An Impressive, Even Monumental Work

By Hoffman, Morris B. | Judicature, May/June 2008 | Go to article overview

An Impressive, Even Monumental Work


Hoffman, Morris B., Judicature


An impressive, even monumental work American Juries: The Verdict, by Neil Vidmar and Valerie P. Hans. Prometheus Books. 2007. 428 pages. $32.95.

by Morris B. Hoffman

Trial judges will be both enriched and maddened by this latest work by two of America's most heralded jury scholars. They will be enriched by having in a single volume a comprehensive survey of what their colleagues in courts all over the country do about some daunting problems, including how to do individual voir dire without having it consume an inordinate amount of time, and how to deal with pretrial publicity, expert witnesses, scientific evidence, and jury nullification. The book is also an empirical tour de force. Vidmar and Hans not only survey what judges and jurors do, but also what does and does not work.

But trial judges may also be maddened, as I was, by the authors' preoccupation with jury diversity, grounded, it seems, on an unwarranted and overly simplistic view of what it means to be "biased." The very premise of this popular academic notion-that members of a given race, ethnic group, or gender act not as individuals but as predictable members of that groupmay itself be racist and sexist.

Constitutional scholars may cringe at a few gaffes, including the assertion in the section defending peremptory challenges that they "appear" not to be required by the Constitution. Of course, the Court has not only ruled that peremptory challenges are NOT required by the Constitution, it has also held they are not an embedded part of the federal common law. Moreover, two Supreme Court justices have formally called for their abolition, Justice Marshall in Batson itself and, more recently, Justice Breyer in Miller-El.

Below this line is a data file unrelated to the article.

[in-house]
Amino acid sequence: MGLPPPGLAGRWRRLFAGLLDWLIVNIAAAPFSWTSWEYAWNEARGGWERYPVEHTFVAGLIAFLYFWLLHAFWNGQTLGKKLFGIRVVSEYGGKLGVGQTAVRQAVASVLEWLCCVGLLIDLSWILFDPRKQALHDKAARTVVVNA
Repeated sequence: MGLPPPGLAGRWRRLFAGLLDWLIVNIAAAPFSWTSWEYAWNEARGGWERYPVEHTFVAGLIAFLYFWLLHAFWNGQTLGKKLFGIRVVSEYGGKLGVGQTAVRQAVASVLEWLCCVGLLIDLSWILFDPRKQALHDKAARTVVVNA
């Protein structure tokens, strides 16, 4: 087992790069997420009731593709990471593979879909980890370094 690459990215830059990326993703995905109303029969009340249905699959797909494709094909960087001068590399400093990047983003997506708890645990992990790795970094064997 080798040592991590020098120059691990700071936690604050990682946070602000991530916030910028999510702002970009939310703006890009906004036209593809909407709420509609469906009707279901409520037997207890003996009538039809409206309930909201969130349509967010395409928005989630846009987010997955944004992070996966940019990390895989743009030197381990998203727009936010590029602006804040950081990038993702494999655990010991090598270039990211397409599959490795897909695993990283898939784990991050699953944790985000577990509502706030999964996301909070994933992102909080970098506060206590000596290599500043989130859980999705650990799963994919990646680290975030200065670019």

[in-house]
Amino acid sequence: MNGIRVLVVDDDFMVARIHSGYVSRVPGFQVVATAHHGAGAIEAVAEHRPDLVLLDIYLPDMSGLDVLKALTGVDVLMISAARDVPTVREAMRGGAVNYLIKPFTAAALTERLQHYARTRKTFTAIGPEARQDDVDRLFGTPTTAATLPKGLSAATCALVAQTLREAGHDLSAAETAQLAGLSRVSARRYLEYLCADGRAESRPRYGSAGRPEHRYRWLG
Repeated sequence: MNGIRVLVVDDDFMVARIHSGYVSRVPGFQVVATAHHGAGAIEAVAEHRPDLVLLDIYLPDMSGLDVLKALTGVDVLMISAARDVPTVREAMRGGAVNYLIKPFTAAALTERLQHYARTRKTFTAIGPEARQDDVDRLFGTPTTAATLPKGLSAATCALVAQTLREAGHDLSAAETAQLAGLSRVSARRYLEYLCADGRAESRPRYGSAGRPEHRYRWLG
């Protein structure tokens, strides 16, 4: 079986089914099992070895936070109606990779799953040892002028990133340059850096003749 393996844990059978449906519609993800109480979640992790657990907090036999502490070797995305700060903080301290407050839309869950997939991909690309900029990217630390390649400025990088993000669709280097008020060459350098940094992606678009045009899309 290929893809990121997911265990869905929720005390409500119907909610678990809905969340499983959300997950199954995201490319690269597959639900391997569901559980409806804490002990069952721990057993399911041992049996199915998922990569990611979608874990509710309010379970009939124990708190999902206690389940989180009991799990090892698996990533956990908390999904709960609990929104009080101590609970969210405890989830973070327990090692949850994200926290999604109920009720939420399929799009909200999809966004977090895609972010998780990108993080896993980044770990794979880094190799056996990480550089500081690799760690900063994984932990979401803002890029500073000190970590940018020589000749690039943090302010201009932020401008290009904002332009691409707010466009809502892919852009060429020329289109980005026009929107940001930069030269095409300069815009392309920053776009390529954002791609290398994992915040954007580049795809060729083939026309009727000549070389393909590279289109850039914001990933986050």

The authors mix up the Fifth and Sixth Amendments once, and, more troubling, seem to treat the so-called "fair cross section" requirement of the Sixth Amendment as a canonical directive equating diversity with impartiality, when of course there is no textual basis in the Sixth Amendment for such an isomorphism. Impartiality means impartiality, and despite our country's wholly scandalous history of institutional racism and sexism, which clearly infected every aspect of the justice system, including the jury box, the fact is that individuals can and do act individually, and in the end there is no constitutional mandate (so far, thank goodness) for diversity in the jury itself.

Jury historians will also chafe at the impression left by the authors that the jury began from whole cloth in England at the time of the Conquest, when in fact forms of juries are as old as civilization itself, and English juries and protojuries trace their ancestry directly to the Franks and, before them, the Vikings.

But on balance these are nitpicking criticisms, which should not detract from this impressive, even monumental, work. After all, the book was not written just for trial judges, constitutional scholars, or jury historians. It was written for the public at large, whose character and values make the jury system work, and yet whose modern views about the system seem paradoxically so jaded. If my experience is any indication, prospective jurors regularly lament the inefficiencies and even inaccuracies of the jury system, complaining about McDonald's verdicts and criminal defendants getting off on "technicalities." Yet these people invariably have never been on a jury, and when they end up on one their views of the system are forever changed for the better.

This is the trial judge's Big Secret-the system works because it is populated by ordinary people who decide cases on the facts and not on which side has the celebrity lawyer, and it works even when those ordinary people have skeptical views of it, or have biases and prejudices. In a very fundamental sense, the trial is a process by which jurors transcend their biases and prejudices. It is not at all uncommon for jurors to express post-verdict sentiments such as "I didn't want to reach that result, but I felt compelled by my oath, the evidence and the law to do so. …

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